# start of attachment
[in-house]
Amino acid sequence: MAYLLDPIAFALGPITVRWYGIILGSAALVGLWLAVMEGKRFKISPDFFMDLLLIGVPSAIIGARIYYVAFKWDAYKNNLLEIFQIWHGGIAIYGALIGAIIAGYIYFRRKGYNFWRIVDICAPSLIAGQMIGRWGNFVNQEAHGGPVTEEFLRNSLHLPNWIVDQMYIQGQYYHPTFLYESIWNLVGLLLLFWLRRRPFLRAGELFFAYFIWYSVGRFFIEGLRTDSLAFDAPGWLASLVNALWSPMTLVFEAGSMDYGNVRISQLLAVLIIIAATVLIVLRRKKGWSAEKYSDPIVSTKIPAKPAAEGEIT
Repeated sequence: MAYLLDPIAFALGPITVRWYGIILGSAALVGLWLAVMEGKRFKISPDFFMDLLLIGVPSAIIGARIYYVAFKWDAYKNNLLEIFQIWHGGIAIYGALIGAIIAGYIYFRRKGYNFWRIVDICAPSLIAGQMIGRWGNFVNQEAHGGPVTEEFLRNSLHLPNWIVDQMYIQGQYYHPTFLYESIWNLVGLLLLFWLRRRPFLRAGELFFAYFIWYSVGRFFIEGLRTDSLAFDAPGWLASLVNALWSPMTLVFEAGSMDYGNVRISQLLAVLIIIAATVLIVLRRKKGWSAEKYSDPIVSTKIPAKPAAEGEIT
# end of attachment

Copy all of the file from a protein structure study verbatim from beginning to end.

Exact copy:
[in-house]
Amino acid sequence: MAYLLDPIAFALGPITVRWYGIILGSAALVGLWLAVMEGKRFKISPDFFMDLLLIGVPSAIIGARIYYVAFKWDAYKNNLLEIFQIWHGGIAIYGALIGAIIAGYIYFRRKGYNFWRIVDICAPSLIAGQMIGRWGNFVNQEAHGGPVTEEFLRNSLHLPNWIVDQMYIQGQYYHPTFLYESIWNLVGLLLLFWLRRRPFLRAGELFFAYFIWYSVGRFFIEGLRTDSLAFDAPGWLASLVNALWSPMTLVFEAGSMDYGNVRISQLLAVLIIIAATVLIVLRRKKGWSAEKYSDPIVSTKIPAKPAAEGEIT
Repeated sequence: MAYLLDPIAFALGPITVRWYGIILGSAALVGLWLAVMEGKRFKISPDFFMDLLLIGVPSAIIGARIYYVAFKWDAYKNNLLEIFQIWHGGIAIYGALIGAIIAGYIYFRRKGYNFWRIVDICAPSLIAGQMIGRWGNFVNQEAHGGPVTEEFLRNSLHLPNWIVDQMYIQGQYYHPTFLYESIWNLVGLLLLFWLRRRPFLRAGELFFAYFIWYSVGRFFIEGLRTDSLAFDAPGWLASLVNALWSPMTLVFEAGSMDYGNVRISQLLAVLIIIAATVLIVLRRKKGWSAEKYSDPIVSTKIPAKPAAEGEIT